The chief business of the American people is business.
Yes, we all know that. I saw a snippet of the excellent program that Robert Wuhl has done for HBO, called Assume the Position, and he went over the whole thing about Calvin Coolidge (who said the above) and his three month stay in South Dakota. I have actually seen the hotel where he spent his time--they had a plaque that detailed his stay at what may or may not have actually been the same hotel. Sorry, Black Hills. I haven't been back since the early 1980s. Are you still an oasis of interesting in a sea of flat plains? All I remember was being able to backpack and drink out of the streams on your hiking trails out there. Yes, I can tell my kids--I once drank out of an actual stream.
Our economy should receive more attention. Best economy of our lifetime? Worst economy? Why don't people pay more attention?
Here's an excellent little piece by a man named Dan Dorfman:
After what Los Angeles money manager Arnold Silver called "a brutal three days," the question is: What now for the market?
A Wall Street superstar this year who runs Balestra Capital Partners, Jim Melcher, says he's "worried about a recession. Not a normal one, but a very bad one. The worst since the 1930s. I expect we'll see clear signs of it in six months with a dramatic slowdown in the gross domestic product."
Mr. Melcher, a market bear, had some pretty discouraging words. "What I think is not good for the country, but good for me." he says. His basic advice to the country's roughly 80 million stock players: Run for the hills — the worst is far from over. An investor's stock portfolio now, he believes, should be only about half of what it might normally be.
With the housing market in a state of collapse — and he says he believes it is far from over — Mr. Melcher argues that average homeowners will not be able to withstand the kind of recession he sees, given the added burdens of rising energy and food costs, and continued deterioration in the credit markets.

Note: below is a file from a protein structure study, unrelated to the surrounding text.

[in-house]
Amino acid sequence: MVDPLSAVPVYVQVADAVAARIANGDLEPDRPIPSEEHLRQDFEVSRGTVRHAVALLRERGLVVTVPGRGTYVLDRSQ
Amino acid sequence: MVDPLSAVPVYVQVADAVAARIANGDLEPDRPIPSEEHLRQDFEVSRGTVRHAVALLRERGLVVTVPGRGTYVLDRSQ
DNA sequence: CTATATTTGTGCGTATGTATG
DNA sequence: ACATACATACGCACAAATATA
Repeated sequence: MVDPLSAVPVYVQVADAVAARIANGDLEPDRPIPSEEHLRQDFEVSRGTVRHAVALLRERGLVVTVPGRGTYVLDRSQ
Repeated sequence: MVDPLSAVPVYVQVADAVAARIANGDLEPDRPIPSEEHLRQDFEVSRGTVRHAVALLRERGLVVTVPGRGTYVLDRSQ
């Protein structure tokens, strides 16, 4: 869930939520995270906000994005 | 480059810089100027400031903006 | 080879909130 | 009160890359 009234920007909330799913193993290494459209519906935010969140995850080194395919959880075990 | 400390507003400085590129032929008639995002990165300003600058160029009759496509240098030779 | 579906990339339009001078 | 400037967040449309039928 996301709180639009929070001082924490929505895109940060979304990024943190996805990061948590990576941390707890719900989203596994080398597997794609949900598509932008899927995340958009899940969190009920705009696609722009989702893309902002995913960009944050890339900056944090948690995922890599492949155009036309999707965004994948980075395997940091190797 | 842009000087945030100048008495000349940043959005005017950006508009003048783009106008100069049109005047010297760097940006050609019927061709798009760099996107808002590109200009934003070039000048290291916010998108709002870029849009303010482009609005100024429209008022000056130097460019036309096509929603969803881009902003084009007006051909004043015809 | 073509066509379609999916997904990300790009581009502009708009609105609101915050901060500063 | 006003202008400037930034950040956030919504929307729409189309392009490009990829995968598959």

Noting that consumption is already slowing, Mr. Melcher figures sharply rising unemployment is inevitable. Another of his worries is that central banks around the globe, America's included, are debasing their currencies, which is setting the stage for a new round of higher inflation. Our bear figures the next six to 12 months will be awful for investors as the market goes down "pretty substantially." His frightening outlook calls for an additional 20% to 30% decline from current levels. A drop of that magnitude would put the Dow down in a range of roughly 9,100 to 10,400.
Let's not kid ourselves--there's no question that Pollyanna could find a pony in a pile of horse manure and find something about our economy to praise. Does anyone get that sense of deja vu all over again for 1987? The other day I saw a story about the homeless, and how 1 out of every 4 is a Veteran. Next thing you know, some Evangelical Christian is going to get caught up in a massive scandal involving sex, fraud, money and wine. Oh, never mind.
Is anybody heeding the call? Are the fatcats quietly diversifying themselves while everything gets ready to collapse?
Today is a good day to look at the investments and the strategies my family has in place, and that's what I'm going to do. Not that there's been any neglect, but hey--who sits around thinking about these things on a regular basis? I encourage everyone to do whatever they need to do to make sure that if things go in the tank, they have a plan to rescue their resources and come out looking good. I've got a date with T. Rowe Price, and I'm not bringing flowers.